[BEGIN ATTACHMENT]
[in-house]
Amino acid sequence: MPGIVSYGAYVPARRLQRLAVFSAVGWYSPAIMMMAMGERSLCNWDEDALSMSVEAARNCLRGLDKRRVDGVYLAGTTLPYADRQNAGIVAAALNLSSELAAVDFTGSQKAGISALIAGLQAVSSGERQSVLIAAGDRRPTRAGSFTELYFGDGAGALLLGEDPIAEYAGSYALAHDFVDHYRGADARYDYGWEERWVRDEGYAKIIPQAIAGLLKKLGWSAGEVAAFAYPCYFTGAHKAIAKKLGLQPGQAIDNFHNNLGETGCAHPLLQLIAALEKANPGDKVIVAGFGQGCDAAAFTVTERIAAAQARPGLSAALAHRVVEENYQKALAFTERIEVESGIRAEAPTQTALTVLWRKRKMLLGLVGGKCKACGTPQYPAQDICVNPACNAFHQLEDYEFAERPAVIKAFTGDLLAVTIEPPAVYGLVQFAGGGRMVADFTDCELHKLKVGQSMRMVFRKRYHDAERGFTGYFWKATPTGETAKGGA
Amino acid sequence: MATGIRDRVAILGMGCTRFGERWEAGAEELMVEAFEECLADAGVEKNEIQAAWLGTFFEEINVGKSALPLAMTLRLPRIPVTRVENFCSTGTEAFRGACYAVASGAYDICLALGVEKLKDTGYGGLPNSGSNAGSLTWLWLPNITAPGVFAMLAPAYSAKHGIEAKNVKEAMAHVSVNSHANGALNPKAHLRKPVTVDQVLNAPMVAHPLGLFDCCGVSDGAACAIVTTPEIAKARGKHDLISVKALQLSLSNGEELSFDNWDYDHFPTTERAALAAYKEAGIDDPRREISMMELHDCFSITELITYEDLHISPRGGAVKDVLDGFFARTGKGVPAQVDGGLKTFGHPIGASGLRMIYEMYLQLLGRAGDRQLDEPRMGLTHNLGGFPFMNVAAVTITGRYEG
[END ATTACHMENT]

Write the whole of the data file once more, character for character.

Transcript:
[in-house]
Amino acid sequence: MPGIVSYGAYVPARRLQRLAVFSAVGWYSPAIMMMAMGERSLCNWDEDALSMSVEAARNCLRGLDKRRVDGVYLAGTTLPYADRQNAGIVAAALNLSSELAAVDFTGSQKAGISALIAGLQAVSSGERQSVLIAAGDRRPTRAGSFTELYFGDGAGALLLGEDPIAEYAGSYALAHDFVDHYRGADARYDYGWEERWVRDEGYAKIIPQAIAGLLKKLGWSAGEVAAFAYPCYFTGAHKAIAKKLGLQPGQAIDNFHNNLGETGCAHPLLQLIAALEKANPGDKVIVAGFGQGCDAAAFTVTERIAAAQARPGLSAALAHRVVEENYQKALAFTERIEVESGIRAEAPTQTALTVLWRKRKMLLGLVGGKCKACGTPQYPAQDICVNPACNAFHQLEDYEFAERPAVIKAFTGDLLAVTIEPPAVYGLVQFAGGGRMVADFTDCELHKLKVGQSMRMVFRKRYHDAERGFTGYFWKATPTGETAKGGA
Amino acid sequence: MATGIRDRVAILGMGCTRFGERWEAGAEELMVEAFEECLADAGVEKNEIQAAWLGTFFEEINVGKSALPLAMTLRLPRIPVTRVENFCSTGTEAFRGACYAVASGAYDICLALGVEKLKDTGYGGLPNSGSNAGSLTWLWLPNITAPGVFAMLAPAYSAKHGIEAKNVKEAMAHVSVNSHANGALNPKAHLRKPVTVDQVLNAPMVAHPLGLFDCCGVSDGAACAIVTTPEIAKARGKHDLISVKALQLSLSNGEELSFDNWDYDHFPTTERAALAAYKEAGIDDPRREISMMELHDCFSITELITYEDLHISPRGGAVKDVLDGFFARTGKGVPAQVDGGLKTFGHPIGASGLRMIYEMYLQLLGRAGDRQLDEPRMGLTHNLGGFPFMNVAAVTITGRYEG